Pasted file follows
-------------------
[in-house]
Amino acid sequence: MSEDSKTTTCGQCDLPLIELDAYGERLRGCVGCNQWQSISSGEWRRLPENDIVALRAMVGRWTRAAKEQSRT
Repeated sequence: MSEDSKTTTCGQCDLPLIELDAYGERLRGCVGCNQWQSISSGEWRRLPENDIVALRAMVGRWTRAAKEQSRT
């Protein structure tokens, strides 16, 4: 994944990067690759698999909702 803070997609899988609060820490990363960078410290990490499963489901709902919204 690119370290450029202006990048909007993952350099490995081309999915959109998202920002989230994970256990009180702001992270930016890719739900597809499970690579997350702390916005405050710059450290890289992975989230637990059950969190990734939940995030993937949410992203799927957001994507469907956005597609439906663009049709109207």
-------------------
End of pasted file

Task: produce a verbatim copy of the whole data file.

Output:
[in-house]
Amino acid sequence: MSEDSKTTTCGQCDLPLIELDAYGERLRGCVGCNQWQSISSGEWRRLPENDIVALRAMVGRWTRAAKEQSRT
Repeated sequence: MSEDSKTTTCGQCDLPLIELDAYGERLRGCVGCNQWQSISSGEWRRLPENDIVALRAMVGRWTRAAKEQSRT
């Protein structure tokens, strides 16, 4: 994944990067690759698999909702 803070997609899988609060820490990363960078410290990490499963489901709902919204 690119370290450029202006990048909007993952350099490995081309999915959109998202920002989230994970256990009180702001992270930016890719739900597809499970690579997350702390916005405050710059450290890289992975989230637990059950969190990734939940995030993937949410992203799927957001994507469907956005597609439906663009049709109207």